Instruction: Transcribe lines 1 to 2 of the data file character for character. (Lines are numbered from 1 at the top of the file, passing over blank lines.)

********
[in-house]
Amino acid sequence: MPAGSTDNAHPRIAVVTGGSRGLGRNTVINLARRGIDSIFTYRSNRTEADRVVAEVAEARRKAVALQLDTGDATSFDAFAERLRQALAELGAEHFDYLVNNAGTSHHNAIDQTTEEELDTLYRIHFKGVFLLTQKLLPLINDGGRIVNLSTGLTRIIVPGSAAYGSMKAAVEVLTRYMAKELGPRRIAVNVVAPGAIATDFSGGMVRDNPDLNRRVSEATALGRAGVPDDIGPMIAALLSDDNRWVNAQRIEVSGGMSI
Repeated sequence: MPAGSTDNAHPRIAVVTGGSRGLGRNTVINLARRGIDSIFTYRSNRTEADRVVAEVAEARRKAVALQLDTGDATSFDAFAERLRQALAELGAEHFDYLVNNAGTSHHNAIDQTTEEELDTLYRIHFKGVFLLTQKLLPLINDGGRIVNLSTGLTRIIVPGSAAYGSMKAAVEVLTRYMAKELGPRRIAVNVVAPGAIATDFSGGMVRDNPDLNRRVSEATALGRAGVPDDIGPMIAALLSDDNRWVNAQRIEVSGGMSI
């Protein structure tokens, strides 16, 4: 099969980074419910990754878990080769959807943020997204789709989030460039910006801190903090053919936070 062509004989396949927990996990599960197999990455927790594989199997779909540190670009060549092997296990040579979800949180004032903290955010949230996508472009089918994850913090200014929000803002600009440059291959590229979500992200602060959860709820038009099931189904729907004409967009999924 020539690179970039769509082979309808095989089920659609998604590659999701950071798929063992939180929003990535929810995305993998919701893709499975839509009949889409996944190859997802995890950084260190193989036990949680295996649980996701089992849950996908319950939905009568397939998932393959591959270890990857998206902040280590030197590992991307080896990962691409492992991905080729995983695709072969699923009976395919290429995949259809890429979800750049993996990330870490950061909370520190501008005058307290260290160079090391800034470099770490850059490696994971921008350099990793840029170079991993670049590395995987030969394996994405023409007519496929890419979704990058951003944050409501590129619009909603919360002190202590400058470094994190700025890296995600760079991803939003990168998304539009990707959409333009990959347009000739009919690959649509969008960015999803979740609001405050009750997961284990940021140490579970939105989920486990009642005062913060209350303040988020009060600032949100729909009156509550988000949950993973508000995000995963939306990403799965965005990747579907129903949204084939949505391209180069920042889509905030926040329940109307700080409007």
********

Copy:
[in-house]
Amino acid sequence: MPAGSTDNAHPRIAVVTGGSRGLGRNTVINLARRGIDSIFTYRSNRTEADRVVAEVAEARRKAVALQLDTGDATSFDAFAERLRQALAELGAEHFDYLVNNAGTSHHNAIDQTTEEELDTLYRIHFKGVFLLTQKLLPLINDGGRIVNLSTGLTRIIVPGSAAYGSMKAAVEVLTRYMAKELGPRRIAVNVVAPGAIATDFSGGMVRDNPDLNRRVSEATALGRAGVPDDIGPMIAALLSDDNRWVNAQRIEVSGGMSI